Is there any difference between '\n' and "\n

That's right), Is there any difference between '\n' and "\n.
'\n' - char literal
"\n" - string literal (array of 2 char)
Some lightning fast answer you got there),

Probably I asked the wrong question, which one is advised the first one or the second one?
When a single character is all that is needed, use '\n'
eg. std::cout << i << '\n' ;

When a null-terminated string is required, use "\n"
eg. std::strcat( cstr, "\n" ) ;
Thanks @JLBorges
When printing using std::cout or other std::ostreams ...

'\n' has the advantage that it's probably slightly more efficient (not that I think you would be able to notice).

"\n" has the advantage that it's much easier to add more characters later on without having to change the quotes.
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Always nice to ready you answers @Peter)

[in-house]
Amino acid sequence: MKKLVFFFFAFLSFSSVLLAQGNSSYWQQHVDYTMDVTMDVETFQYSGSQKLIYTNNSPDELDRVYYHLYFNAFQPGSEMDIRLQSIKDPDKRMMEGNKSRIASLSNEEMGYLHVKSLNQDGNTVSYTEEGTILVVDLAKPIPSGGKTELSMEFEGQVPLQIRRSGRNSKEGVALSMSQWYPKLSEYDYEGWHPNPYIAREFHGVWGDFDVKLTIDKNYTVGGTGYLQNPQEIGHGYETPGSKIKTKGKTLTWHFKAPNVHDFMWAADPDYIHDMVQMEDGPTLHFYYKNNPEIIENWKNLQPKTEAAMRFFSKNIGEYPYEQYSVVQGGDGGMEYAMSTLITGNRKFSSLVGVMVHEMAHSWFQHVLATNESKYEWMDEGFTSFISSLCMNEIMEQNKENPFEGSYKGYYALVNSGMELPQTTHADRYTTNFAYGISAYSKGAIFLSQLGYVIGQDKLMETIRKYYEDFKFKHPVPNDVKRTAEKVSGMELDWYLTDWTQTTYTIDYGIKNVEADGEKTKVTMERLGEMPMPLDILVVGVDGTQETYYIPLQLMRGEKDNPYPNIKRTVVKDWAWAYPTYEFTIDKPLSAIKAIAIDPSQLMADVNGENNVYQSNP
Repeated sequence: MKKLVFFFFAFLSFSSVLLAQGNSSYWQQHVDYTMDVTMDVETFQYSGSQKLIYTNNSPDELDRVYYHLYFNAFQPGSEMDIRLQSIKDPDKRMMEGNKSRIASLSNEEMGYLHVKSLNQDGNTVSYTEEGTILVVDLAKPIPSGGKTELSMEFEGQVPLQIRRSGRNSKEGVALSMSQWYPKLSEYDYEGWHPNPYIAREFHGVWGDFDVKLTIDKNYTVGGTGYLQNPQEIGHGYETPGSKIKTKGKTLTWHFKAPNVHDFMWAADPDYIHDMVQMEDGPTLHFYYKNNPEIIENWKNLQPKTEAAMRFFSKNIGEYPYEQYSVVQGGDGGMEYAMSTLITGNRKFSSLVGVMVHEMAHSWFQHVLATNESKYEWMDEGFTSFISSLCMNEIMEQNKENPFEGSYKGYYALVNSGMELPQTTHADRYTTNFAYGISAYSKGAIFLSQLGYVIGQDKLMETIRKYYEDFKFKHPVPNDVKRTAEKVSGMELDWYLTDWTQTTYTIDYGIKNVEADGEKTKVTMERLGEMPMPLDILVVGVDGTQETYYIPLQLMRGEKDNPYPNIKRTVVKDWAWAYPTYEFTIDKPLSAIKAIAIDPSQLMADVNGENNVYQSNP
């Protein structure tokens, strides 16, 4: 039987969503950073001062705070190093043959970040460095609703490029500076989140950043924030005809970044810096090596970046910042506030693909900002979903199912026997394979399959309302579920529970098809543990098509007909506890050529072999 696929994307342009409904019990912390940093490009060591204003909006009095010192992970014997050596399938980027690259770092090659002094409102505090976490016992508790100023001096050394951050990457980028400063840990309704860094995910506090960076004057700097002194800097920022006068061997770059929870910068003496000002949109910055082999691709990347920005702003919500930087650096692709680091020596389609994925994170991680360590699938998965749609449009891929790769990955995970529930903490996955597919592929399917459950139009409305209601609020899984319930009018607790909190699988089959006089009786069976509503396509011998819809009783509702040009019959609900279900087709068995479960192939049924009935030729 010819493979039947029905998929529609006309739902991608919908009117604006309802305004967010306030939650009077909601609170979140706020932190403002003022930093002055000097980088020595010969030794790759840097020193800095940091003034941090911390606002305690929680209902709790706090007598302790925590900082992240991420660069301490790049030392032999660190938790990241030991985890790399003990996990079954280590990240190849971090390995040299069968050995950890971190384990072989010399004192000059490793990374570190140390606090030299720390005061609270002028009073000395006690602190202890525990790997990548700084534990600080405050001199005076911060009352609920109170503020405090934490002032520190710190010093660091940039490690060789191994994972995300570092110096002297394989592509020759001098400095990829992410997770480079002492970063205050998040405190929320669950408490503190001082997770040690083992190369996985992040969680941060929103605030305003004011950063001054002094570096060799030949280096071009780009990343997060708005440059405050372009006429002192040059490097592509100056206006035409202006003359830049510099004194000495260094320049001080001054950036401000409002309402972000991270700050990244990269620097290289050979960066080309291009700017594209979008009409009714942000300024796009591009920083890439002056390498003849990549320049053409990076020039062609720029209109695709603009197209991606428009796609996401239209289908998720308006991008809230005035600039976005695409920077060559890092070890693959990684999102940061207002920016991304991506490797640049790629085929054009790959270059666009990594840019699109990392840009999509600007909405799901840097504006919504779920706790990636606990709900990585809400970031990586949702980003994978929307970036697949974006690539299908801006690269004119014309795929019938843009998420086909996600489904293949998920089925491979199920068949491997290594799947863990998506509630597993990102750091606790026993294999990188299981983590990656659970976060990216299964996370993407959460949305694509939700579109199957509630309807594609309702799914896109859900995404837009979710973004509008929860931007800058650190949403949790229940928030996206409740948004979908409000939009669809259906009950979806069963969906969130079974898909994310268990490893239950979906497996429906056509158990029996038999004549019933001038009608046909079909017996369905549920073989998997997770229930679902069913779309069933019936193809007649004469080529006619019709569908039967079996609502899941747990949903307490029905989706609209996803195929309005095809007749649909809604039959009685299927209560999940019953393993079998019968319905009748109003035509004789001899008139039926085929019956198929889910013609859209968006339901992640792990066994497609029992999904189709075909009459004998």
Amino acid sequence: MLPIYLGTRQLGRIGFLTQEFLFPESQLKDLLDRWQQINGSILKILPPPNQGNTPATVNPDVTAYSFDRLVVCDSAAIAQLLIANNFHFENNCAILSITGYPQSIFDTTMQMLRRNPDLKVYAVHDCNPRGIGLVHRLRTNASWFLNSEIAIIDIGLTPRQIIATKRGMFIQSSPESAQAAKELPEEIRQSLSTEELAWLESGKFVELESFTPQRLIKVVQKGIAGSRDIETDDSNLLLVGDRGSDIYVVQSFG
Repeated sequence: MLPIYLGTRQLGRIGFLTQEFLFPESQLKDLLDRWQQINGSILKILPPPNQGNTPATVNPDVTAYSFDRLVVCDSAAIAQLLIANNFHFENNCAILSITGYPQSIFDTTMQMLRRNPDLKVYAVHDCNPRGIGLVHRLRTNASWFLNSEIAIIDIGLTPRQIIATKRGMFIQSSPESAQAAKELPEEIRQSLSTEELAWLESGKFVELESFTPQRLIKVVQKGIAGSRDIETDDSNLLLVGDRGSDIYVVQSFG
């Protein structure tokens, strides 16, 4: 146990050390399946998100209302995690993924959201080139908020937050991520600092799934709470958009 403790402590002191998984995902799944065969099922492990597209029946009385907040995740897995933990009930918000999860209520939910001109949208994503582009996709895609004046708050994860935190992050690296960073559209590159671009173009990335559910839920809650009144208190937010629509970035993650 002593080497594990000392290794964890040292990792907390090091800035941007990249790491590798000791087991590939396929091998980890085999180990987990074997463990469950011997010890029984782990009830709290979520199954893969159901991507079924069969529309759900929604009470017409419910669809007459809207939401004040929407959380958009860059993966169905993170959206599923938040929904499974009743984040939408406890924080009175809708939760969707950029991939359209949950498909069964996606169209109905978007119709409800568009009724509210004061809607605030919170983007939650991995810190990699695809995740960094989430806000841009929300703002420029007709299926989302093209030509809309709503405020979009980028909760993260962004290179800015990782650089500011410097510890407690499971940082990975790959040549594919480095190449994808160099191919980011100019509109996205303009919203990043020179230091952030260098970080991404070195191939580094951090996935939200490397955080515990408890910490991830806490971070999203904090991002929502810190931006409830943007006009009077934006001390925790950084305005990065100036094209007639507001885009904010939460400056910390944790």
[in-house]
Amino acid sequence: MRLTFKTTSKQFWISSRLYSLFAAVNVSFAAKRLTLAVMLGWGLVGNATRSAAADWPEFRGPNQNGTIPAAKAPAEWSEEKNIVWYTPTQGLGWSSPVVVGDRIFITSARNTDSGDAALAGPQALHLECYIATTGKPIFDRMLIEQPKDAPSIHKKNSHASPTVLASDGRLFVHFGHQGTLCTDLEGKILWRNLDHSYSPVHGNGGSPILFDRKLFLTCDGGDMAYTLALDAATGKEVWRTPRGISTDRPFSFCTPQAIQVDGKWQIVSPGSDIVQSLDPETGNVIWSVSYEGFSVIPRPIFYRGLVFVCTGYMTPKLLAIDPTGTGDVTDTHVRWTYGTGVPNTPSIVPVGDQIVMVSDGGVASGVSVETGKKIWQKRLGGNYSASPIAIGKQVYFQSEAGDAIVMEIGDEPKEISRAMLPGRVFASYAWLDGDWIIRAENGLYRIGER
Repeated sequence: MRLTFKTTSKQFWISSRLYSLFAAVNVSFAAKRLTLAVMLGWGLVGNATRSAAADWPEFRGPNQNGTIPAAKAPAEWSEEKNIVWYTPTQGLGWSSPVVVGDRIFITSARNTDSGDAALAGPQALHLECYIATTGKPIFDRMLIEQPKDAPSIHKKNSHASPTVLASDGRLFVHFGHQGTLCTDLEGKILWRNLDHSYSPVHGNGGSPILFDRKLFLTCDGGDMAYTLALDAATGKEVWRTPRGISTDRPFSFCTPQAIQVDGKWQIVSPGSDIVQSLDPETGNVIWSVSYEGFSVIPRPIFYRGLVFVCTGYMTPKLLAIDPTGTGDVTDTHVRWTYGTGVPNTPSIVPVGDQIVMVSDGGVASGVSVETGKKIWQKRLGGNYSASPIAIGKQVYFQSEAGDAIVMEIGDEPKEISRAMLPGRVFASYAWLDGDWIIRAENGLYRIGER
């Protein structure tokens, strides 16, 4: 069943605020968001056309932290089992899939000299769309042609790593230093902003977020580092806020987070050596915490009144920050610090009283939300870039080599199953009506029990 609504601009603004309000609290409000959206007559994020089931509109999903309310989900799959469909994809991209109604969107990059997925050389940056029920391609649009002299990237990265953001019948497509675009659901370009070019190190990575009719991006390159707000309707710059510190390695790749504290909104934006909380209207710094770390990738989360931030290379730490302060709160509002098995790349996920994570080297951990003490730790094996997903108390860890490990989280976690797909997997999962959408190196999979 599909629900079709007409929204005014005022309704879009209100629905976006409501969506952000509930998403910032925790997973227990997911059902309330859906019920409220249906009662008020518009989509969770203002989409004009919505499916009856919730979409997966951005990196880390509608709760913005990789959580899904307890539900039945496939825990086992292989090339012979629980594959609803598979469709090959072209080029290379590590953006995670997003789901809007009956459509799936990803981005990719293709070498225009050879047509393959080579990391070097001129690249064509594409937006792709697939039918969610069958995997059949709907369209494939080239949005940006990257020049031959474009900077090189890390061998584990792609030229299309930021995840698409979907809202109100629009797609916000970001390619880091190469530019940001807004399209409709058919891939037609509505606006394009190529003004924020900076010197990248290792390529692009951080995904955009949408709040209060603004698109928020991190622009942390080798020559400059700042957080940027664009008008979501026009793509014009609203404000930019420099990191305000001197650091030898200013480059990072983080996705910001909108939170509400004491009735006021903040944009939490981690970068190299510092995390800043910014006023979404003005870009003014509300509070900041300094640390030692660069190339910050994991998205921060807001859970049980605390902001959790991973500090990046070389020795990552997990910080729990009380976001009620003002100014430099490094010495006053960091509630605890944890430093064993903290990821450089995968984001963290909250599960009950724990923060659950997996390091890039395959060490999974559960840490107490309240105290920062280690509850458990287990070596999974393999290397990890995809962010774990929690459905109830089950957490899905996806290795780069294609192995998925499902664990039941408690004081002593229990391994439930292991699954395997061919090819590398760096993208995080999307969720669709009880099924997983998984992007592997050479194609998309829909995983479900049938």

other std::ostreams ..., I am thinking there is only std::cout and std::cerr that are ostreams, are there more?
Instances of std::ostringstream, std::ofstream, boost::asio::ip::tcp::iostream (third-party library) or your own class that inherits from std::ostream.

What I really meant was when you use << to output string literals.

In other situations there might be other trade-offs and you might not even have much of a choice (e.g. because a function only accepts a char or a string).
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I am thinking there is only std::cout and std::cerr that are ostreams, are there more?


std::clog
https://en.cppreference.com/w/cpp/io/clog
https://en.cppreference.com/w/cpp/io/basic_ostream

Also there are the wcxxx versions (wcout, wcerr, wclog).
Understood, thank you everyone)
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